Just before he pulled the trigger on Papalia, Murdock said he lied to the elderly mobster, saying that he was about to take action against Pat Musitano because he was owed money. “He asked if it was going to be a good thing,” Murdock recalled. “I said, ‘No, it’s going to be a very bad thing.’ ”
“He said, ‘Do what you want to do. I’m not going to involve myself.’ Basically he gave me a green light to shoot Pat.”
Murdock says Papalia was targeted for murder because he had loaned $250,000 to cover another mobster’s bookmaking debts, after a bad run setting the betting line on NFL games.
It was cheaper to pay Murdock $3,000 and some cocaine to murder Papalia rather than honour the debt, he adds.
Murdock turned on the Musitanos after hearing that he had become a murder target by them himself.
Murdock’s regular job during his hitman days was as a bouncer at Hamilton strip clubs. He also paid the bills with extortion and armed robbery.
He said that Pat Musitano was emboldened by his tightening ties to Vito Rizzuto, Montreal’s mob boss, and Toronto mobsters, who wanted to push into Hamilton.
His first hit was in 1985 when the target was Stelco janitor Salvatore Alaimo, 53, who owed gambling debts to mobster Pat Musitano’s father, Dominic.? Once the family had decided Alaimo wasn’t going to pay up, the decision was to kill him to send a message to other unlucky gamblers. “That’s a good incentive for them to pay,” Murdock says.
?But that murder contract didn’t sit well with him, so he dawdled. Once, he sat with a loaded machine gun in a car outside a downtown Hamilton social club the janitor frequented. When Alaimo finally walked by the car, Murdock couldn’t bring himself to pull the trigger.
The next time he was dispatched to kill Alaimo, Murdock was accompanied by two other men, including a getaway driver.? This time he couldn’t just slough off the job.
His attempt at a drive-by shooting went horribly wrong, he said.? He notes that the Sten machine gun he carried was notoriously inaccurate.? “I actually wasn’t trying to shoot him. I was trying to shoot all around him. . . . When the thing goes off, it has a mind of its own.”
Murdock says he worked for Pat Musitano because of a promise he made to Pat’s father Dominic, after Dominic learned he had life-threatening heart problems. “I promised to take care of his kids. That was the dumbest mistake I ever made.”
“I was always willing to step in front of somebody for a friend to solve a problem. Not anymore. That was part of my problem back then.”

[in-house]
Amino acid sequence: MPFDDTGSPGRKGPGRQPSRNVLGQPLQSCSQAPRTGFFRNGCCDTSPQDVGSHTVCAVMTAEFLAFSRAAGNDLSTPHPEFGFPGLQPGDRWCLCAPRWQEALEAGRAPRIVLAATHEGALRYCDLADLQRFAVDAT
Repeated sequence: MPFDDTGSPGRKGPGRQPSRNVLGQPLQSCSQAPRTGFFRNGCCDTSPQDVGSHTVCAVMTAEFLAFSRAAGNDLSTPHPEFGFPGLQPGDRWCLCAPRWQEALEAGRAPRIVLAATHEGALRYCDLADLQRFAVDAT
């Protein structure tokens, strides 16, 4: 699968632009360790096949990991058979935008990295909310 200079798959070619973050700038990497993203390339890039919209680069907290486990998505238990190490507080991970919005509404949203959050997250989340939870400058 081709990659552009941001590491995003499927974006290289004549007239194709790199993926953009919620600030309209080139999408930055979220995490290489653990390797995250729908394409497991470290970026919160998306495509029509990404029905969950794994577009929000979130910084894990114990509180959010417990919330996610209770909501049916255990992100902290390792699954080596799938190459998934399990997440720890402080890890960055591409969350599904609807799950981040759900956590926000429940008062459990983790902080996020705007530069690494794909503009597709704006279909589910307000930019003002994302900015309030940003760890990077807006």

Back in his hitman days, Murdock says long lines of cocaine helped him cope with job stress. Nowadays, Murdock consoles himself with thoughts of the half-dozen killings he was ordered to do, but didn’t carry out.
Among the targets he says he spared were:
• A Woodbridge businessman with a lengthy criminal record.
• Former professional wrestler Ion (Johnny K-9) Croituro.
• Four family members and in-laws of the late Giacomo Luppino, a force in the Hamilton underworld in the 1960s and 1970s. Luppino died at 87 of natural causes in 1987.
Murdock said he was able to get a pardon for the businessman by telling someone else in Woodbridge of the murder plot. “He said, ‘If you could relax off of this, we’ll try to fix this.’ ”
The plan for the Luppino relatives was to burst into a coffee house near Barton and Sherman St. in Hamilton where they met on Thursday mornings then machine gun them all, he says.
He didn’t say no to the plot but didn’t carry it out either, and eventually the scheme lost steam.
Nicaso says he’s suspicious of Murdock’s claim that he declined to carry out some killings, out of conscience. Nicaso says it’s typical for hired killers in high-profile cases to later suffer a letdown, when they feel cut off from the world and crave attention.
“At this point, he (Murdock) can say anything,” Nicaso says.
Murdock said he is still haunted by the sights and sounds of the murders he carried out, although he reminds himself that some of his victims had taken lives themselves.
Still, memories of the slayings often come back to him at night. “Things are right up close, personal. The image doesn’t leave you.”